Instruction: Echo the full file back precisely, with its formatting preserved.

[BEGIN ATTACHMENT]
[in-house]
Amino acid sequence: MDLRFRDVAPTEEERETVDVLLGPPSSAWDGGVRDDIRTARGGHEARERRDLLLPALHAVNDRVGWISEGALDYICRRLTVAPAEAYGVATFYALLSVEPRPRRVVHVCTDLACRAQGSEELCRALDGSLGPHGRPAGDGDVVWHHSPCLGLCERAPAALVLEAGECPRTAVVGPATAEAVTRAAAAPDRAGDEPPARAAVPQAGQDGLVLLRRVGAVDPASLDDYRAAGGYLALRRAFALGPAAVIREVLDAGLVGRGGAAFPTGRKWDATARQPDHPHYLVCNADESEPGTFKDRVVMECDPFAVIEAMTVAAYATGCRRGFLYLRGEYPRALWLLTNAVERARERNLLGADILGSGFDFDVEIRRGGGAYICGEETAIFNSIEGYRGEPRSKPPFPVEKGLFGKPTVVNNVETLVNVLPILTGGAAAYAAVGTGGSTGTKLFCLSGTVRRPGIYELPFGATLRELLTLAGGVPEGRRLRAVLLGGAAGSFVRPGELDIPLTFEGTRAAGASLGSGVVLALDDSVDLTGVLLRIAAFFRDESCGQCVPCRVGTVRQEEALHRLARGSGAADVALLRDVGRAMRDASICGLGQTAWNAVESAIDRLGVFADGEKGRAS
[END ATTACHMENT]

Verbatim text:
[in-house]
Amino acid sequence: MDLRFRDVAPTEEERETVDVLLGPPSSAWDGGVRDDIRTARGGHEARERRDLLLPALHAVNDRVGWISEGALDYICRRLTVAPAEAYGVATFYALLSVEPRPRRVVHVCTDLACRAQGSEELCRALDGSLGPHGRPAGDGDVVWHHSPCLGLCERAPAALVLEAGECPRTAVVGPATAEAVTRAAAAPDRAGDEPPARAAVPQAGQDGLVLLRRVGAVDPASLDDYRAAGGYLALRRAFALGPAAVIREVLDAGLVGRGGAAFPTGRKWDATARQPDHPHYLVCNADESEPGTFKDRVVMECDPFAVIEAMTVAAYATGCRRGFLYLRGEYPRALWLLTNAVERARERNLLGADILGSGFDFDVEIRRGGGAYICGEETAIFNSIEGYRGEPRSKPPFPVEKGLFGKPTVVNNVETLVNVLPILTGGAAAYAAVGTGGSTGTKLFCLSGTVRRPGIYELPFGATLRELLTLAGGVPEGRRLRAVLLGGAAGSFVRPGELDIPLTFEGTRAAGASLGSGVVLALDDSVDLTGVLLRIAAFFRDESCGQCVPCRVGTVRQEEALHRLARGSGAADVALLRDVGRAMRDASICGLGQTAWNAVESAIDRLGVFADGEKGRAS